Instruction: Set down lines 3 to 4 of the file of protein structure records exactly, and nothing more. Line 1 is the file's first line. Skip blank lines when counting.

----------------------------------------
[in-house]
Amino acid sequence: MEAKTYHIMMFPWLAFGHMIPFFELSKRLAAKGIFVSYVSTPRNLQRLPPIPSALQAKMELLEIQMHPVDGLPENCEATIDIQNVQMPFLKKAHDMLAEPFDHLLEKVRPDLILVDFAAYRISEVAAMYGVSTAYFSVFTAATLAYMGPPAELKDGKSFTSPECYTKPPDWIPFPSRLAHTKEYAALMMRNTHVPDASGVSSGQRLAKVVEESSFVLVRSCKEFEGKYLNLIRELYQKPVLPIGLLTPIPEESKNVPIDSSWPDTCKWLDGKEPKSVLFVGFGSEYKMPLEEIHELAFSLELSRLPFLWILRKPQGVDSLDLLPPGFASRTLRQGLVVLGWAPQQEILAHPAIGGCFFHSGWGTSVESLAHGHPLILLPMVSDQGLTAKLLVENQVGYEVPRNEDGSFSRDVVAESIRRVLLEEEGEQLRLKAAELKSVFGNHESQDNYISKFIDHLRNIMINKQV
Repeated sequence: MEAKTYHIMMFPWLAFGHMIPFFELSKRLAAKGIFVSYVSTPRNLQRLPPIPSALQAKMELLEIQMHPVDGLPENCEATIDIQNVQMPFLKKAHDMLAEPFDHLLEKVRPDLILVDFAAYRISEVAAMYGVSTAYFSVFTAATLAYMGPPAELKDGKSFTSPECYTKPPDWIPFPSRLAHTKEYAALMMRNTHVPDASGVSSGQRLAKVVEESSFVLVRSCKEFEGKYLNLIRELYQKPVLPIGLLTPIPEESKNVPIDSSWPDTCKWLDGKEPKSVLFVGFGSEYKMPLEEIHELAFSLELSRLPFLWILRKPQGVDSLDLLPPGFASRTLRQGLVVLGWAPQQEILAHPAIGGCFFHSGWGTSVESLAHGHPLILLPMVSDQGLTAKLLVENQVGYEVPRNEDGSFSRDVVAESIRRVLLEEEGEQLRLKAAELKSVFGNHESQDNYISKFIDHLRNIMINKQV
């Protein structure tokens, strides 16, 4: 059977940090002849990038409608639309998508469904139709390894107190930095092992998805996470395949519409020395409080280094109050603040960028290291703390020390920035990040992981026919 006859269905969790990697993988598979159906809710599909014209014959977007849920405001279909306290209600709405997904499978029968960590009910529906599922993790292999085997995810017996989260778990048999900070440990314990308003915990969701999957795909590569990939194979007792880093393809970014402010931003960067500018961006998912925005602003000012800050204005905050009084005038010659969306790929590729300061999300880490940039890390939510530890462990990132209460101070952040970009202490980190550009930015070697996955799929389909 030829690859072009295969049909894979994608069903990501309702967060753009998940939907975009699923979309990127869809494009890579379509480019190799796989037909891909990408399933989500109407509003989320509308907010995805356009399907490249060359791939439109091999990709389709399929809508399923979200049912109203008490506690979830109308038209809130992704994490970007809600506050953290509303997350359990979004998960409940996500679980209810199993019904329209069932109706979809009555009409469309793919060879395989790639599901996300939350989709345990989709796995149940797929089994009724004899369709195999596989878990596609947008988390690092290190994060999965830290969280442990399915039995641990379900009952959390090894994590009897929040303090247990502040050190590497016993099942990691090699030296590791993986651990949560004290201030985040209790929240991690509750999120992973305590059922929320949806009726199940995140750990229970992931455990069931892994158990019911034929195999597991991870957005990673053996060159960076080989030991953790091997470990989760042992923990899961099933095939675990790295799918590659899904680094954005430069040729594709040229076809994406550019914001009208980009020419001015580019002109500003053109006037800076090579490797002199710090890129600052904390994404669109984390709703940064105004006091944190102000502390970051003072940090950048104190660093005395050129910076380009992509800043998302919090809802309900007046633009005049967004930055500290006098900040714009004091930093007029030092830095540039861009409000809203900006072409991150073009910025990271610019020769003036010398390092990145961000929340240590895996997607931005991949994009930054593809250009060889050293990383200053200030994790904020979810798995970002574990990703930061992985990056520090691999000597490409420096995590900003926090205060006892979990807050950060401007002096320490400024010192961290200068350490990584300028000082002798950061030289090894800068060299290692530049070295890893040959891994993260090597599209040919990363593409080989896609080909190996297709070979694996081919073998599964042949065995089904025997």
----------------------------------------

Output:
Repeated sequence: MEAKTYHIMMFPWLAFGHMIPFFELSKRLAAKGIFVSYVSTPRNLQRLPPIPSALQAKMELLEIQMHPVDGLPENCEATIDIQNVQMPFLKKAHDMLAEPFDHLLEKVRPDLILVDFAAYRISEVAAMYGVSTAYFSVFTAATLAYMGPPAELKDGKSFTSPECYTKPPDWIPFPSRLAHTKEYAALMMRNTHVPDASGVSSGQRLAKVVEESSFVLVRSCKEFEGKYLNLIRELYQKPVLPIGLLTPIPEESKNVPIDSSWPDTCKWLDGKEPKSVLFVGFGSEYKMPLEEIHELAFSLELSRLPFLWILRKPQGVDSLDLLPPGFASRTLRQGLVVLGWAPQQEILAHPAIGGCFFHSGWGTSVESLAHGHPLILLPMVSDQGLTAKLLVENQVGYEVPRNEDGSFSRDVVAESIRRVLLEEEGEQLRLKAAELKSVFGNHESQDNYISKFIDHLRNIMINKQV
């Protein structure tokens, strides 16, 4: 059977940090002849990038409608639309998508469904139709390894107190930095092992998805996470395949519409020395409080280094109050603040960028290291703390020390920035990040992981026919 006859269905969790990697993988598979159906809710599909014209014959977007849920405001279909306290209600709405997904499978029968960590009910529906599922993790292999085997995810017996989260778990048999900070440990314990308003915990969701999957795909590569990939194979007792880093393809970014402010931003960067500018961006998912925005602003000012800050204005905050009084005038010659969306790929590729300061999300880490940039890390939510530890462990990132209460101070952040970009202490980190550009930015070697996955799929389909 030829690859072009295969049909894979994608069903990501309702967060753009998940939907975009699923979309990127869809494009890579379509480019190799796989037909891909990408399933989500109407509003989320509308907010995805356009399907490249060359791939439109091999990709389709399929809508399923979200049912109203008490506690979830109308038209809130992704994490970007809600506050953290509303997350359990979004998960409940996500679980209810199993019904329209069932109706979809009555009409469309793919060879395989790639599901996300939350989709345990989709796995149940797929089994009724004899369709195999596989878990596609947008988390690092290190994060999965830290969280442990399915039995641990379900009952959390090894994590009897929040303090247990502040050190590497016993099942990691090699030296590791993986651990949560004290201030985040209790929240991690509750999120992973305590059922929320949806009726199940995140750990229970992931455990069931892994158990019911034929195999597991991870957005990673053996060159960076080989030991953790091997470990989760042992923990899961099933095939675990790295799918590659899904680094954005430069040729594709040229076809994406550019914001009208980009020419001015580019002109500003053109006037800076090579490797002199710090890129600052904390994404669109984390709703940064105004006091944190102000502390970051003072940090950048104190660093005395050129910076380009992509800043998302919090809802309900007046633009005049967004930055500290006098900040714009004091930093007029030092830095540039861009409000809203900006072409991150073009910025990271610019020769003036010398390092990145961000929340240590895996997607931005991949994009930054593809250009060889050293990383200053200030994790904020979810798995970002574990990703930061992985990056520090691999000597490409420096995590900003926090205060006892979990807050950060401007002096320490400024010192961290200068350490990584300028000082002798950061030289090894800068060299290692530049070295890893040959891994993260090597599209040919990363593409080989896609080909190996297709070979694996081919073998599964042949065995089904025997």